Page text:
We compared the results of our study to previously published reports of transcriptome analysis in ISR. Our results were negative for replication of these studies which focused primarily on vascular tissue samples, in relatively small sample sets. In one study, peripheral blood total leukocyte gene expression was studied in 10 patients with ISR and atherectomy specimens . While a high degree of correlation between peripheral blood leukocyte and arterial neointima tissue gene expression was identified in a subset of genes, these findings were based upon single measurements in a small sample size and were not replicated in the original report. These prior reports highlight the major difficulty of studying vascular tissues, since access to these tissues in adequately large sample sizes is limited.
Vascular biopsy and atherectomy are performed infrequently as part of routine clinical care and would not support well-powered studies of vascular tissues. Tissue sampling over a time course is not clinically indicated or possible. Additionally, a large degree of intra-individual variability in gene expression was noted in these prior studies of vascular tissues, making replication testing critical, yet this cannot be done without access to additional tissues samples. In our study, we analyzed peripheral blood leukocytes, specifically focusing on the mononuclear fraction which contains primarily B and T lymphocytes and monocytes. Although the analysis of peripheral blood cells would ideally be complemented by similar studies in vascular tissues, studying gene expression profiles in blood leukocytes is biologically relevant due to well-defined interactions with the arterial wall, particularly in the setting of vascular injury and repair as in the setting of ISR. The overlap between vascular and blood gene expression in one prior transcriptome analysis of ISR was supportive of our rationale to study PBMCs. For these reasons, and with the additional prior knowledge that inflammation plays a significant role in the development of ISR, we undertook a study of PBMCs in several hundred patients, with adequately powered replication testing for our top discovery findings. Additionally, we use a time course analysis method that improved our ability to detect gene expression signals between the two comparison groups, overcoming some of the difficulty of substantial variability in single point microarray gene expression data.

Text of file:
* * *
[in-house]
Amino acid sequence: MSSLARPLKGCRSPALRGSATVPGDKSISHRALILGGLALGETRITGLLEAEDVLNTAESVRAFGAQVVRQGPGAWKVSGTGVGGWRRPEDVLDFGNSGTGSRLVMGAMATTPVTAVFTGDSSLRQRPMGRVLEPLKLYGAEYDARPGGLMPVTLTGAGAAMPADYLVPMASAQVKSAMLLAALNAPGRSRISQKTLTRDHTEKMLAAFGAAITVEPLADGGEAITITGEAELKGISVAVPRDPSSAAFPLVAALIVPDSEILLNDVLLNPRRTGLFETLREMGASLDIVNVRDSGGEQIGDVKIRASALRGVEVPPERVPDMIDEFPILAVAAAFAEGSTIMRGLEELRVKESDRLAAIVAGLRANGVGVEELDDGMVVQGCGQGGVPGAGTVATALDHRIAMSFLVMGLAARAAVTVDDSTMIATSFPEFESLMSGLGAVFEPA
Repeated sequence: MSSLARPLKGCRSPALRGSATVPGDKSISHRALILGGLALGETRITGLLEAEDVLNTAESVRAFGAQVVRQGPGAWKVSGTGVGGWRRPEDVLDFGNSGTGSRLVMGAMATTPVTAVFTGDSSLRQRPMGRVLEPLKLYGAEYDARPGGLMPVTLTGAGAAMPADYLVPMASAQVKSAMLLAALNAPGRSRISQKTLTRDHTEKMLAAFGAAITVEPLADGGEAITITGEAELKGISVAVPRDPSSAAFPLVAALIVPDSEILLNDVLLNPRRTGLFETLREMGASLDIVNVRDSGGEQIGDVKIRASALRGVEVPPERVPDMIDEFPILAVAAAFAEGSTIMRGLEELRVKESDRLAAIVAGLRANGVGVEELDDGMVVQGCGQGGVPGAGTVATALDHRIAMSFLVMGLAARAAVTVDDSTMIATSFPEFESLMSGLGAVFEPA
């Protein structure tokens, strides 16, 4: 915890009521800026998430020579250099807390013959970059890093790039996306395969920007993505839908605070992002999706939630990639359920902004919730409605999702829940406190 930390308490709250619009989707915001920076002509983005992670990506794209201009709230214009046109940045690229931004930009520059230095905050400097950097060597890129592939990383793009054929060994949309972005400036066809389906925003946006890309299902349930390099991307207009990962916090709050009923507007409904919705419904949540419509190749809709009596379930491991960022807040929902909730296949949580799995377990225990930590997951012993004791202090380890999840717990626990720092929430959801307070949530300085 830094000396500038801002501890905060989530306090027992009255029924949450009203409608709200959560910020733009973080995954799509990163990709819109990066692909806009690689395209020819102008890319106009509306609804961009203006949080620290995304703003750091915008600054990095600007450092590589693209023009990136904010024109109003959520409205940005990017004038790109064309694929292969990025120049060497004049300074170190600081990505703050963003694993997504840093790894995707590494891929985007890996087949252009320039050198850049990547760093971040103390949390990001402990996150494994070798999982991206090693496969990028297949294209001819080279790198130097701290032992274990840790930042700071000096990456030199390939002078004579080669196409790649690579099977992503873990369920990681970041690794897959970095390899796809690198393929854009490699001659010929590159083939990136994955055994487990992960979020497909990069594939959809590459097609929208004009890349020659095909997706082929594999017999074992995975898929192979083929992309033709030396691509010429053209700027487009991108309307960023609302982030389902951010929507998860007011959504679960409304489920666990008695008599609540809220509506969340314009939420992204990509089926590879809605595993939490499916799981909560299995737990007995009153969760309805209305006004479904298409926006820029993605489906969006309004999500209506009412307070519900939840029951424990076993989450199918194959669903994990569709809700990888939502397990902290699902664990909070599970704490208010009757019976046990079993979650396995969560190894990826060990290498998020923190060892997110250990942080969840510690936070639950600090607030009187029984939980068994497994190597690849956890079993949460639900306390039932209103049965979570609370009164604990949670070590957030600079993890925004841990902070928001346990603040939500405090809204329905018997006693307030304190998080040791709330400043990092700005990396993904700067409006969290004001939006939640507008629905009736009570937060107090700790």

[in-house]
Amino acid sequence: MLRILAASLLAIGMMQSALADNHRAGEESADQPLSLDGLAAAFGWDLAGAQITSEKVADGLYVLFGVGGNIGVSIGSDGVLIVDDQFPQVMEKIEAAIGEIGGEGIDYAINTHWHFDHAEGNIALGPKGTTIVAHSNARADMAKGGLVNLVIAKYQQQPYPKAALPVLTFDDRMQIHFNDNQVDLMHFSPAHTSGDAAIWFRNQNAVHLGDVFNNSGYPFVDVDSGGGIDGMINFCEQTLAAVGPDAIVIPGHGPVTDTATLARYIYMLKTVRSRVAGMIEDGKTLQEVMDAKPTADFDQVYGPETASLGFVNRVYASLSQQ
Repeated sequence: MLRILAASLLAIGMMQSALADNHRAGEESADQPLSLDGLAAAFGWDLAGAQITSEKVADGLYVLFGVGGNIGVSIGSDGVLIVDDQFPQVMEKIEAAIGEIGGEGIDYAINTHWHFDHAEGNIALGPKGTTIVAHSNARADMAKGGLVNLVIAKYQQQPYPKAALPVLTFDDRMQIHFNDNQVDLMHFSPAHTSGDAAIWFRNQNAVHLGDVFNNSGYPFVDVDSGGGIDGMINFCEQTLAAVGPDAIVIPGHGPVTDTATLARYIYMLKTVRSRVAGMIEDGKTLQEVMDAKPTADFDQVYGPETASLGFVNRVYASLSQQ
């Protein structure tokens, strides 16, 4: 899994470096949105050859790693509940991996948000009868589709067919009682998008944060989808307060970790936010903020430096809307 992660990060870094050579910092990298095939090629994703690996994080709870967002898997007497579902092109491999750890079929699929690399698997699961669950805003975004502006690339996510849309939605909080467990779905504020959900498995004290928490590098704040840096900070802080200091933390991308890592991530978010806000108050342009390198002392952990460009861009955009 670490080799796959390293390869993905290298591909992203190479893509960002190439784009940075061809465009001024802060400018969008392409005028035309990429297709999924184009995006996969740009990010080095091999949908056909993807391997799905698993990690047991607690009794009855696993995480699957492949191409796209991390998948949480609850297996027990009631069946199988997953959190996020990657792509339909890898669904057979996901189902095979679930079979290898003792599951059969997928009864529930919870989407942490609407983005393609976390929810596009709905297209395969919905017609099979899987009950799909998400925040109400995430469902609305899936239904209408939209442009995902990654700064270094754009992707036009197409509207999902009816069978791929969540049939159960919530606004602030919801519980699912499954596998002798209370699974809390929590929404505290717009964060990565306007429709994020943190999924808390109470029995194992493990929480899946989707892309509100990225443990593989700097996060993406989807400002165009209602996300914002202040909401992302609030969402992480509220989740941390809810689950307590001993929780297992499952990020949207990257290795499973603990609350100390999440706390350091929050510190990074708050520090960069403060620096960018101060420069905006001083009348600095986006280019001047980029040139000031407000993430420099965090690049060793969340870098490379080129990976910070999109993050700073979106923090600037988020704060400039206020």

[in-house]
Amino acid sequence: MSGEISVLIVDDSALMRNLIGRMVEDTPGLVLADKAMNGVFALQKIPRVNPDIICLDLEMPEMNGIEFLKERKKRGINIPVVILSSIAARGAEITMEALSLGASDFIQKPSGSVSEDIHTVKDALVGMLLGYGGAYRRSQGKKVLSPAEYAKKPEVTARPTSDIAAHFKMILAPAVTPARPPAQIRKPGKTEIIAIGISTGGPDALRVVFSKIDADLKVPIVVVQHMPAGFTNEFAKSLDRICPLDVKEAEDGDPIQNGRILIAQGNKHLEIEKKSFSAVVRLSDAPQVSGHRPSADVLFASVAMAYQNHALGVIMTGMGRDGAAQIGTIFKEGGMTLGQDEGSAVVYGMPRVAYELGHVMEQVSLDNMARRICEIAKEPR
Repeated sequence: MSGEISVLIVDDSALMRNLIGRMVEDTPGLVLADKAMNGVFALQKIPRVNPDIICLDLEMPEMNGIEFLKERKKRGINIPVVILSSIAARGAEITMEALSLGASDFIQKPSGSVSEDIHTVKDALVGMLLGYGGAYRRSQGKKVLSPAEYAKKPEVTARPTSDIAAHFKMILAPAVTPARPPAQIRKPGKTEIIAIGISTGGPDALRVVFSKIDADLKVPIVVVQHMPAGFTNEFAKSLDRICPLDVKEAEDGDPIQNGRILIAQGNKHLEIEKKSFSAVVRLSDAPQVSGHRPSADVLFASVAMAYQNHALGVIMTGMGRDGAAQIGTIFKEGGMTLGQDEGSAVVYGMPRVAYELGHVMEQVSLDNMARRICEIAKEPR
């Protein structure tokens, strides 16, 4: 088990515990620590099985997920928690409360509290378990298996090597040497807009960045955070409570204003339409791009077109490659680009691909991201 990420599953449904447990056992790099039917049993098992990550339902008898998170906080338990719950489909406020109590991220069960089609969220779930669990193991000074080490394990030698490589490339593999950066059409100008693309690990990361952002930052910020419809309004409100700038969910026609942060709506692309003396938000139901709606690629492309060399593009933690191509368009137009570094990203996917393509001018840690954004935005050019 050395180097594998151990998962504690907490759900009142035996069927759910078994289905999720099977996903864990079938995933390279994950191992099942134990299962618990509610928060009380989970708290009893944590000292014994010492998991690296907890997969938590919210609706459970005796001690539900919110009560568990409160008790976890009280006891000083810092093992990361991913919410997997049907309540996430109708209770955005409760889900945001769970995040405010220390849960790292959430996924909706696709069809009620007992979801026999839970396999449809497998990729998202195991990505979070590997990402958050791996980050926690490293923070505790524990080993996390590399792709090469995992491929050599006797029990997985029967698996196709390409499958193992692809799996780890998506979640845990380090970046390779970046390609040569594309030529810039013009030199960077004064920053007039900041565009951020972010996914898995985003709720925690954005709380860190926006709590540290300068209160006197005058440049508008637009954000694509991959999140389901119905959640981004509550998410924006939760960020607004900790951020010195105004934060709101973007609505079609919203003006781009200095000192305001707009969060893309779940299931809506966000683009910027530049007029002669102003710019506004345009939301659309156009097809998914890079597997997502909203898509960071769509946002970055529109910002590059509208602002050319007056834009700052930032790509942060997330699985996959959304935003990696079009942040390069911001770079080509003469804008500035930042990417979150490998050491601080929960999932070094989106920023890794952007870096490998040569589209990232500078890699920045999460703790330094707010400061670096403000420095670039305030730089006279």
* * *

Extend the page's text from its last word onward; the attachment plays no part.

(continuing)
To address the possibility of false positives identified with our statistical methods, we conducted replication analyses in the independent sample of deCODE samples and we conducted bootstrap resampling to assess significance of the findings. Through this sensitivity analysis, we demonstrated that the validation of 36 probe sets is not likely to be due to chance. Additional potential limitations of this study of ISR are the use of a clinical restenosis outcome, rather than an angiographic outcome, in which clinically silent ISR may have been missed, and the choice of tissue analyzed, as discussed. The CardioGene and deCODE cohorts differ in the incidence of ISR (16.7% in the CardioGene Study and 28.8% in deCODE) with the patients in the deCODE sample showing overall lower residual percent stenosis in the treated lesion after stent implantation. Also, the proportions with hyperlipidemia and diabetes differ. However, despite the differences in the cohorts, we find replication of a substantial proportion of the discovery findings.